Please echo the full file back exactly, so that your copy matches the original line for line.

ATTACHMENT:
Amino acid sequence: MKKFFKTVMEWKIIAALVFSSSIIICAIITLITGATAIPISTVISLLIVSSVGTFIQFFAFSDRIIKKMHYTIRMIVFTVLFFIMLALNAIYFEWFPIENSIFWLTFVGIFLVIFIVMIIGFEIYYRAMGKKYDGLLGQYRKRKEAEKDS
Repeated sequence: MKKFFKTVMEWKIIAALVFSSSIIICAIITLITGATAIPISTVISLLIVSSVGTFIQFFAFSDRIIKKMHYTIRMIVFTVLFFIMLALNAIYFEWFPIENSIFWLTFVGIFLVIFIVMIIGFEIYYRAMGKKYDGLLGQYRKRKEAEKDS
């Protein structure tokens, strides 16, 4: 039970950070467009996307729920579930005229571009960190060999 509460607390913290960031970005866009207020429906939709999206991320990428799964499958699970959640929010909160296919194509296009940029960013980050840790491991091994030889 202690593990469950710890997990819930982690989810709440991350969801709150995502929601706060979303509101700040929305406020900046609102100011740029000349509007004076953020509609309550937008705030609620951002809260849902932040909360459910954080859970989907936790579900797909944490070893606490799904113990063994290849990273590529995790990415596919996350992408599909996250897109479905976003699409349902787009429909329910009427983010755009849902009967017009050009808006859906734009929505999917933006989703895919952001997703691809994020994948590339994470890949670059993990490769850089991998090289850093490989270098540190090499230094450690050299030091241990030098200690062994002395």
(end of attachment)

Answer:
Amino acid sequence: MKKFFKTVMEWKIIAALVFSSSIIICAIITLITGATAIPISTVISLLIVSSVGTFIQFFAFSDRIIKKMHYTIRMIVFTVLFFIMLALNAIYFEWFPIENSIFWLTFVGIFLVIFIVMIIGFEIYYRAMGKKYDGLLGQYRKRKEAEKDS
Repeated sequence: MKKFFKTVMEWKIIAALVFSSSIIICAIITLITGATAIPISTVISLLIVSSVGTFIQFFAFSDRIIKKMHYTIRMIVFTVLFFIMLALNAIYFEWFPIENSIFWLTFVGIFLVIFIVMIIGFEIYYRAMGKKYDGLLGQYRKRKEAEKDS
């Protein structure tokens, strides 16, 4: 039970950070467009996307729920579930005229571009960190060999 509460607390913290960031970005866009207020429906939709999206991320990428799964499958699970959640929010909160296919194509296009940029960013980050840790491991091994030889 202690593990469950710890997990819930982690989810709440991350969801709150995502929601706060979303509101700040929305406020900046609102100011740029000349509007004076953020509609309550937008705030609620951002809260849902932040909360459910954080859970989907936790579900797909944490070893606490799904113990063994290849990273590529995790990415596919996350992408599909996250897109479905976003699409349902787009429909329910009427983010755009849902009967017009050009808006859906734009929505999917933006989703895919952001997703691809994020994948590339994470890949670059993990490769850089991998090289850093490989270098540190090499230094450690050299030091241990030098200690062994002395």